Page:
I am sure it would effect new game sales to some degree, but enough to compare to the money lost in Gamestop through their massive used sales initiative? I doubt it.

This is where the actual #'s are needed, which nobody has calculated.

However, this is completely besides the original point which was that piracy and used games are exactly the same. They aren't. They aren't anywhere close to the same.

These people do not care, just like pirates do not care. It is the same mentality.

As you have no way of knowing this, your speculations of the motivations of used games buyers versus pirates is irrelevant.
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86.
 
Re: Pirates
Dec 10, 2009, 11:14
86.
Re: Pirates Dec 10, 2009, 11:14
Dec 10, 2009, 11:14
 
1) Buying a used copy of game provides developers and publishers with exactly $0.

Follow the cash flows: Person A buys new game. Person A sells game to Person B. Person A uses cash from sale to finance purchasing another new game. Therefore Person B has indirectly financed a new game.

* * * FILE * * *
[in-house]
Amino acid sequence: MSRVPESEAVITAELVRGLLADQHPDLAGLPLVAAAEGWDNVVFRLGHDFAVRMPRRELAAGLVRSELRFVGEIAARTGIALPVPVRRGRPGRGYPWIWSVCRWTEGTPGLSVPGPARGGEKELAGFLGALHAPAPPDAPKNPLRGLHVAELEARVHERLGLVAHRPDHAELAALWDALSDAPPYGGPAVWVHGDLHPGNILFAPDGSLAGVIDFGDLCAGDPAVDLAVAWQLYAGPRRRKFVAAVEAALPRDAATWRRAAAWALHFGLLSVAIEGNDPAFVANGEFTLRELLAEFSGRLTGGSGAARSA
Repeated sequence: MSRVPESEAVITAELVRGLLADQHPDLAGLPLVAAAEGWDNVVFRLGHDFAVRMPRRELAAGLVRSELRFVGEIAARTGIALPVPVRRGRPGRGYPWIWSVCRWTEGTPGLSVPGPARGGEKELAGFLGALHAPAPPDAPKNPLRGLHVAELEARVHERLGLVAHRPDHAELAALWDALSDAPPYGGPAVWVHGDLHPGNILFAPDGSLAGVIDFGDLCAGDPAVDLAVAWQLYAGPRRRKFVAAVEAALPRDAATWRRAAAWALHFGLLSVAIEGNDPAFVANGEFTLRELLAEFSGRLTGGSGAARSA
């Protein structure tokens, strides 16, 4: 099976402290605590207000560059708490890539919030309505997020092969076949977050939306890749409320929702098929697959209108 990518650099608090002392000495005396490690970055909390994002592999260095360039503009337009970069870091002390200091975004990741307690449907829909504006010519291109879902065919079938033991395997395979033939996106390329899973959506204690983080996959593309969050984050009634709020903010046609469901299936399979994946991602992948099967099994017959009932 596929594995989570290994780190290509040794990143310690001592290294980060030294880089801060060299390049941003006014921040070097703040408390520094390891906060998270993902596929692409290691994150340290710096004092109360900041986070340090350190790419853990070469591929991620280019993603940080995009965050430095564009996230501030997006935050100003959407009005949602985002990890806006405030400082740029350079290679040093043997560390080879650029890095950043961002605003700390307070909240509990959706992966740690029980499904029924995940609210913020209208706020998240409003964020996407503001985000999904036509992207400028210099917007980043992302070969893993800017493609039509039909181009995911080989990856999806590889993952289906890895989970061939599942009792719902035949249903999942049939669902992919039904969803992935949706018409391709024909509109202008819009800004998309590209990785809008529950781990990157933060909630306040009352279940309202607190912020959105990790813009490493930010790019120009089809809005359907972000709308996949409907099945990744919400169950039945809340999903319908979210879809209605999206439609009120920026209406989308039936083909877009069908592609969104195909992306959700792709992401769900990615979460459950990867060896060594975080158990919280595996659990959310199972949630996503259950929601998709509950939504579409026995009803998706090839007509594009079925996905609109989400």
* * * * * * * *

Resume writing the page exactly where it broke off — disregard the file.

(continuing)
While some new game sales are likely cannilibized via used sales, so far nobody has quantified if the difference outweights upstream cash flows from used markets.

Points #2 and 3 were irrelevant to my point.

I didn't ignore it, I just don't understand it. Please explain to me how pirating a game and then buying it for $30 is different from not pirating it and buying it for $30. The end result is exactly the same.